Excellence

26 07 2010

In the church world you hear a lot about doing things with excellence.  Excellence is one of those buzz words that everyone likes to use, but what does that actually mean?  Does it mean every service has to look like a Cirque du Soleil show or U2 concert?  Of course not, but depending on the client I’m being employed by (a church, event organizer, band, etc), excellence means different things and the trick to maintaining your sanity is to discover what the target of excellence is for that situation.  In a highly programmed environment, the excellence bar is set very high because every element has been planned out, considered, walked through and often time rehearsed multiple times.  If you have a high bar of excellence, mistakes or miscues should be very rare.  In a highly fluid and non-planned environment (I would say this is the norm for smaller events and charismatic churches) excellence is still achievable, it just looks different.  In an environment where the worship set isn’t known or communicated, excellence may be defined as having lyrics up before the first verse is done.  If who will be on stage is not communicated in advance, excellence may mean being a little more generic in order to make sure everyone is lit.  These may seem like shortcomings to an experienced tech but I view excellence as producing the best results possible with the level of planning, gear, volunteers and staff that you have..  I would submit it this way:  Excellence = Perfection – (gear limitations + personnel limitations + lack of production values).  In other words, in order to be excellent you should produce the best results possible with the gear and people you have along with the level of planning and information that exists, or to put it simply the best you can do under the circumstances.  Often times part of my job is to get those details and make a plan out of it, but if the boss won’t give the details or doesn’t even know them, I have to do the best I can with what I have and the excellence bar is shifted.

I’ve been in highly fluid, less planned situations as well as in highly programmed situations and both require a lot of work and forethought.  Highly programmed situations have a super high bar set and lots of work and planning go in to make big and often more complicated things to happen.  This can be a fun atmosphere for a tech guy to be a part of because you get to do big, crazy things.  In more fluid situations, lots of work and planning go into making our systems and processes as flexible as possible so that changes can be made as quickly and as seamlessly as possible.  I may not be able to pull off the same looks or effects, but I can still reach excellence.  The bar for the final result is in a different place in this situation, the trick is to find it, communicate that bar with your team, build some flexibility into your systems and processes in order to accommodate it, and leave at the end of the day knowing you did the best you can under the circumstances.  It’s all you can do, and many churches and events have a huge impact on people reaching their level of excellence.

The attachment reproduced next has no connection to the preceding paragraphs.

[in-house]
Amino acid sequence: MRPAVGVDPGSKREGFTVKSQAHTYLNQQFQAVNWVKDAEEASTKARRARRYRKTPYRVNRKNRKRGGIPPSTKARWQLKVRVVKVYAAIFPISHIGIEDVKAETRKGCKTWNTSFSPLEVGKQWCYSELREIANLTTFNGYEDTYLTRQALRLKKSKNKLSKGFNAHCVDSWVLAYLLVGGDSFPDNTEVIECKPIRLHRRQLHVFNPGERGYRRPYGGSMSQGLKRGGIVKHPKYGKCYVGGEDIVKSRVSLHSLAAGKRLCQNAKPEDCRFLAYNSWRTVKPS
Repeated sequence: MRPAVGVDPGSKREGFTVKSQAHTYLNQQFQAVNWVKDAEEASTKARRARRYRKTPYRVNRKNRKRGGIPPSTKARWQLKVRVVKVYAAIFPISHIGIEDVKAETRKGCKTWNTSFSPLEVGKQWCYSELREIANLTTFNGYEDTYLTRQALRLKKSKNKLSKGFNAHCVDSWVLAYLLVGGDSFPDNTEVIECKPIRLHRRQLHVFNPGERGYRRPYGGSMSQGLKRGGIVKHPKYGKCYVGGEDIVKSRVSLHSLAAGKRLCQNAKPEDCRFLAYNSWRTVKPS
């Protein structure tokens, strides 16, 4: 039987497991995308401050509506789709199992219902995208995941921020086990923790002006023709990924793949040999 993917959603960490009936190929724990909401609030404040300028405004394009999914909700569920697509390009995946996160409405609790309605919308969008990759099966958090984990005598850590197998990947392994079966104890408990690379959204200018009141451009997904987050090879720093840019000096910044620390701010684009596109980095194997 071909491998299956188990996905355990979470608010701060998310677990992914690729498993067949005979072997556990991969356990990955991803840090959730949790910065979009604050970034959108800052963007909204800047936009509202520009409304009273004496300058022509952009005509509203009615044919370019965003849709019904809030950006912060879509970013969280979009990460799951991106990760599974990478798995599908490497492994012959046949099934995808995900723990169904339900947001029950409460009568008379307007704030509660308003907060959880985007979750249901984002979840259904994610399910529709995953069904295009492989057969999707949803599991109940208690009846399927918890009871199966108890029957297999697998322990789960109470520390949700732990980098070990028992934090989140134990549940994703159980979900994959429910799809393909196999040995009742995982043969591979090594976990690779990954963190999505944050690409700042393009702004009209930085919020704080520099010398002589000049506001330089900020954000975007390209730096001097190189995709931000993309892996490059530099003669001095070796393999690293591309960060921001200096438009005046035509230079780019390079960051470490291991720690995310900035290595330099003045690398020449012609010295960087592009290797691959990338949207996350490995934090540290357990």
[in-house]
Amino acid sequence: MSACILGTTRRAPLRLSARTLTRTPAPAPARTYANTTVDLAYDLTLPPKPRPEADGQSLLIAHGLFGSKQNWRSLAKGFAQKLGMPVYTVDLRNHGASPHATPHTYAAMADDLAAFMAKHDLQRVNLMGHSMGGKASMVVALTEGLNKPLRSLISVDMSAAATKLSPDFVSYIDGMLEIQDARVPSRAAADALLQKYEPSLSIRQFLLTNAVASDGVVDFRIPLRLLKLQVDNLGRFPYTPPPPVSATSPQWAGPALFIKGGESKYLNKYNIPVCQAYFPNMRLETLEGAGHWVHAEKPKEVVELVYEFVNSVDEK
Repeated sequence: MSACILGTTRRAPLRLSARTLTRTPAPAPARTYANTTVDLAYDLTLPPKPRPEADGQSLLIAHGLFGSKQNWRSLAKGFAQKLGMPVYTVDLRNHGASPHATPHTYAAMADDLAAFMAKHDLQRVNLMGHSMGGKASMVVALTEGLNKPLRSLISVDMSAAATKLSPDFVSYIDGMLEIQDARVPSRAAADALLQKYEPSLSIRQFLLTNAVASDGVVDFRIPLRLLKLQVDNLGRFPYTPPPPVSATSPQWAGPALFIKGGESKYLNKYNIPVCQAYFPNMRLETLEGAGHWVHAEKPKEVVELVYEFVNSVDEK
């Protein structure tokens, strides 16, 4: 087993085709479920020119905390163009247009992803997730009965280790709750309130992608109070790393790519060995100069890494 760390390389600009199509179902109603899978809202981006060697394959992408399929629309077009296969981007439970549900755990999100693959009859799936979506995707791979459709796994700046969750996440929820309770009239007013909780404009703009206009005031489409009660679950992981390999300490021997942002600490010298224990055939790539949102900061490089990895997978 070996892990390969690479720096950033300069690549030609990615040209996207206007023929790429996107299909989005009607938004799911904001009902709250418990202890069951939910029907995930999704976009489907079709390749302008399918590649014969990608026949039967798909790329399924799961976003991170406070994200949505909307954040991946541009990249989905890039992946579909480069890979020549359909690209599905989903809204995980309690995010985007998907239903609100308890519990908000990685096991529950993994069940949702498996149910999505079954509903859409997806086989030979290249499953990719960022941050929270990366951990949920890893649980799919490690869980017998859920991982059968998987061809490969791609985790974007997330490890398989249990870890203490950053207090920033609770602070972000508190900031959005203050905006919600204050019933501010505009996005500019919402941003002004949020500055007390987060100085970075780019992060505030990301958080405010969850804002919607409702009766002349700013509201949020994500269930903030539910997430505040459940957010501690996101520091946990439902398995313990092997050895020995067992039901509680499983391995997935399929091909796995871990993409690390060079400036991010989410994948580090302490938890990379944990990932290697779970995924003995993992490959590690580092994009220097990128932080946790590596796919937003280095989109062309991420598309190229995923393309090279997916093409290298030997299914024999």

Are you frustrated with where your level of excellence is?  Do you feel like you’re ineffective in ministry because your level of excellence is lower than others?  I have always been one to strive towards raising the bar of excellence in my ministry by installing new and improved systems, recruiting skilled people, or possibly just training the people you already have.  I want to work with people who want to grow and raise their level of excellence, but we must remember that people have come to know Jesus without any technology for many years and they will continue to meet Him regardless of how good a job we do.  We can certainly help our churches be much more effective in ministry, but their salvation is not on us.  Simply put, we are not responsible to save people, God is.  As Paul says in 1 Corinthians 3:6, “I planted the seed, and Apollos watered it.  But God is the One who made it grow.”  While working our way towards this thing called excellence our primary job as tech leaders and operators is to water the seeds the best we can but excellence or not remember that God is the One who makes it grow.  The best news I can think of is that regardless of our level of excellence, God can make that seed grow.

Advertisements

Actions

Information

2 responses

26 07 2010
Meg

😀

30 07 2010
Andrew

Really cool thoughts.

Leave a Reply

Fill in your details below or click an icon to log in:

WordPress.com Logo

You are commenting using your WordPress.com account. Log Out /  Change )

Google+ photo

You are commenting using your Google+ account. Log Out /  Change )

Twitter picture

You are commenting using your Twitter account. Log Out /  Change )

Facebook photo

You are commenting using your Facebook account. Log Out /  Change )

w

Connecting to %s




%d bloggers like this: